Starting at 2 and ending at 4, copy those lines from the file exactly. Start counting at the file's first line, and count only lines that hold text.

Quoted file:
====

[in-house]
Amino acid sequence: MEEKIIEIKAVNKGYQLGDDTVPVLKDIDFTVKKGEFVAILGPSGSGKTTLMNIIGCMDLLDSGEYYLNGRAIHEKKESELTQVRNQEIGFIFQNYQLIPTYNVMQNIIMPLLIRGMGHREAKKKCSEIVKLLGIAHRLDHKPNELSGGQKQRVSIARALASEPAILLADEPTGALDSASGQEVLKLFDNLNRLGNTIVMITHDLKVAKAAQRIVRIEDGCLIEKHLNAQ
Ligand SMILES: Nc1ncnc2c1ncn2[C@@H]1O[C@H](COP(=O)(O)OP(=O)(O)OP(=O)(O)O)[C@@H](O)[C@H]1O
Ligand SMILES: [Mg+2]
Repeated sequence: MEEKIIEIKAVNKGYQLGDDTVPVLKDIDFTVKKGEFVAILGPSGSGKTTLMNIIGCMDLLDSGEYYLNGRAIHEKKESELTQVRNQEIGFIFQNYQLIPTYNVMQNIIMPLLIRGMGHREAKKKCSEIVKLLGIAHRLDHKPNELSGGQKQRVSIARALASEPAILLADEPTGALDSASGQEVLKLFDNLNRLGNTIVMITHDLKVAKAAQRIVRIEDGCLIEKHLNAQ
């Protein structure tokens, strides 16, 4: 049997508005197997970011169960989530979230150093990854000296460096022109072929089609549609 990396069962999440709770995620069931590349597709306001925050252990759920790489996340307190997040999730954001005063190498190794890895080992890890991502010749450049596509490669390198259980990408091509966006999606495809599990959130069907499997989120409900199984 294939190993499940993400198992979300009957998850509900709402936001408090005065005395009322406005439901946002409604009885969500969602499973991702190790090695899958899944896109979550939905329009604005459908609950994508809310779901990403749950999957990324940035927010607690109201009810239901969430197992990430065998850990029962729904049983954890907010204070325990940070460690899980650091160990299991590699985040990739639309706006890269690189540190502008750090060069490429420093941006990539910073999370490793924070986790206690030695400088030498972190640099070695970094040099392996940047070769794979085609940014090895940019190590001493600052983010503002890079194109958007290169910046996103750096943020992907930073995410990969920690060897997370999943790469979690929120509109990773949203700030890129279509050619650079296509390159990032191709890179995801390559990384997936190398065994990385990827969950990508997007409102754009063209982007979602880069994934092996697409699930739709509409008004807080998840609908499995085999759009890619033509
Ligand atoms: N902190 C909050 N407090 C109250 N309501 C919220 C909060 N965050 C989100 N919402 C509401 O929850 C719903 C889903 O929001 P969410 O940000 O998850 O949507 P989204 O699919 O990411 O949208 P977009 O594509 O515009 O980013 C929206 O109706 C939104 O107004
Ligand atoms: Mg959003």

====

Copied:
Amino acid sequence: MEEKIIEIKAVNKGYQLGDDTVPVLKDIDFTVKKGEFVAILGPSGSGKTTLMNIIGCMDLLDSGEYYLNGRAIHEKKESELTQVRNQEIGFIFQNYQLIPTYNVMQNIIMPLLIRGMGHREAKKKCSEIVKLLGIAHRLDHKPNELSGGQKQRVSIARALASEPAILLADEPTGALDSASGQEVLKLFDNLNRLGNTIVMITHDLKVAKAAQRIVRIEDGCLIEKHLNAQ
Ligand SMILES: Nc1ncnc2c1ncn2[C@@H]1O[C@H](COP(=O)(O)OP(=O)(O)OP(=O)(O)O)[C@@H](O)[C@H]1O
Ligand SMILES: [Mg+2]